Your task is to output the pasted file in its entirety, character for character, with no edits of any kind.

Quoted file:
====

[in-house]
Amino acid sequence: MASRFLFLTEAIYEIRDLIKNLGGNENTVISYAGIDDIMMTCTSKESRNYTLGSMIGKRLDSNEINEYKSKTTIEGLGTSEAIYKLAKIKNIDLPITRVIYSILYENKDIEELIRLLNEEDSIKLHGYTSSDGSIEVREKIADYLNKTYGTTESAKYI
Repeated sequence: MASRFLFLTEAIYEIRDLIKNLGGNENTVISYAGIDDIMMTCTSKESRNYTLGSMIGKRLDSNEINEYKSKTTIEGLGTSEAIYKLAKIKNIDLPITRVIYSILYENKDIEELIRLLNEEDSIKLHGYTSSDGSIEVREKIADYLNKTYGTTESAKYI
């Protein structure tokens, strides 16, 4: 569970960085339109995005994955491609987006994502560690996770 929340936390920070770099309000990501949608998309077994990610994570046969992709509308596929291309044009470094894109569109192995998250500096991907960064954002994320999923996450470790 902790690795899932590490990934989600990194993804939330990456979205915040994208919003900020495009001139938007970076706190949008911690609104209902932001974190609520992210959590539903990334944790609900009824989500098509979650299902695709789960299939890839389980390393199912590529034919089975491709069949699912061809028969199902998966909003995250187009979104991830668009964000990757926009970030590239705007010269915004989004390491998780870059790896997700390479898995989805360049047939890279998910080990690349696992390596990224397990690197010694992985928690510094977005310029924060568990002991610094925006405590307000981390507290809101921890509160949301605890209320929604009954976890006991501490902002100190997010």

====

[in-house]
Amino acid sequence: MASRFLFLTEAIYEIRDLIKNLGGNENTVISYAGIDDIMMTCTSKESRNYTLGSMIGKRLDSNEINEYKSKTTIEGLGTSEAIYKLAKIKNIDLPITRVIYSILYENKDIEELIRLLNEEDSIKLHGYTSSDGSIEVREKIADYLNKTYGTTESAKYI
Repeated sequence: MASRFLFLTEAIYEIRDLIKNLGGNENTVISYAGIDDIMMTCTSKESRNYTLGSMIGKRLDSNEINEYKSKTTIEGLGTSEAIYKLAKIKNIDLPITRVIYSILYENKDIEELIRLLNEEDSIKLHGYTSSDGSIEVREKIADYLNKTYGTTESAKYI
């Protein structure tokens, strides 16, 4: 569970960085339109995005994955491609987006994502560690996770 929340936390920070770099309000990501949608998309077994990610994570046969992709509308596929291309044009470094894109569109192995998250500096991907960064954002994320999923996450470790 902790690795899932590490990934989600990194993804939330990456979205915040994208919003900020495009001139938007970076706190949008911690609104209902932001974190609520992210959590539903990334944790609900009824989500098509979650299902695709789960299939890839389980390393199912590529034919089975491709069949699912061809028969199902998966909003995250187009979104991830668009964000990757926009970030590239705007010269915004989004390491998780870059790896997700390479898995989805360049047939890279998910080990690349696992390596990224397990690197010694992985928690510094977005310029924060568990002991610094925006405590307000981390507290809101921890509160949301605890209320929604009954976890006991501490902002100190997010």